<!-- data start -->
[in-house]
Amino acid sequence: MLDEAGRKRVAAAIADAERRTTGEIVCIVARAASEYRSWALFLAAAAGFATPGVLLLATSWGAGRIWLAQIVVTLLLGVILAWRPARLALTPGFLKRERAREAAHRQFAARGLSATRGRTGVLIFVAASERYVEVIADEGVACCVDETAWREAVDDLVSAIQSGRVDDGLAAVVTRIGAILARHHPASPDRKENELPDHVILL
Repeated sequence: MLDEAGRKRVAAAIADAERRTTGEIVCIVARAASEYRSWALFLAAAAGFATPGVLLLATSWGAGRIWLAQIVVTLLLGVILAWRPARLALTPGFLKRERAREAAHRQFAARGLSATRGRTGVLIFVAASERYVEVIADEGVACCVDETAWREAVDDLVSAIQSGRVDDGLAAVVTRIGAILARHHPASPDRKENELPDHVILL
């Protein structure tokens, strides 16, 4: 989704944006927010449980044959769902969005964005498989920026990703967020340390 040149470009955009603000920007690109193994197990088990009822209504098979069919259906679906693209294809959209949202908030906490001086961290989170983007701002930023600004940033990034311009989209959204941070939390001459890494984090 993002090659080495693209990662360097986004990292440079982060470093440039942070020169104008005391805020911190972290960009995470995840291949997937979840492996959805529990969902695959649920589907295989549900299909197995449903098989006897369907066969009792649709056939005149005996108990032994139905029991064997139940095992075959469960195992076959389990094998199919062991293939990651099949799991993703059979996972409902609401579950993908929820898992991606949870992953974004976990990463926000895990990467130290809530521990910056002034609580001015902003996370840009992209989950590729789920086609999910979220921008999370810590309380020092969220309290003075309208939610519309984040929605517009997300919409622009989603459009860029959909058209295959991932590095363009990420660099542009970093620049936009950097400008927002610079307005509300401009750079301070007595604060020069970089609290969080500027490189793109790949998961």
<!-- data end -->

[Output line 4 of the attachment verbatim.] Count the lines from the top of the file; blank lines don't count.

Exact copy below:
């Protein structure tokens, strides 16, 4: 989704944006927010449980044959769902969005964005498989920026990703967020340390 040149470009955009603000920007690109193994197990088990009822209504098979069919259906679906693209294809959209949202908030906490001086961290989170983007701002930023600004940033990034311009989209959204941070939390001459890494984090 993002090659080495693209990662360097986004990292440079982060470093440039942070020169104008005391805020911190972290960009995470995840291949997937979840492996959805529990969902695959649920589907295989549900299909197995449903098989006897369907066969009792649709056939005149005996108990032994139905029991064997139940095992075959469960195992076959389990094998199919062991293939990651099949799991993703059979996972409902609401579950993908929820898992991606949870992953974004976990990463926000895990990467130290809530521990910056002034609580001015902003996370840009992209989950590729789920086609999910979220921008999370810590309380020092969220309290003075309208939610519309984040929605517009997300919409622009989603459009860029959909058209295959991932590095363009990420660099542009970093620049936009950097400008927002610079307005509300401009750079301070007595604060020069970089609290969080500027490189793109790949998961």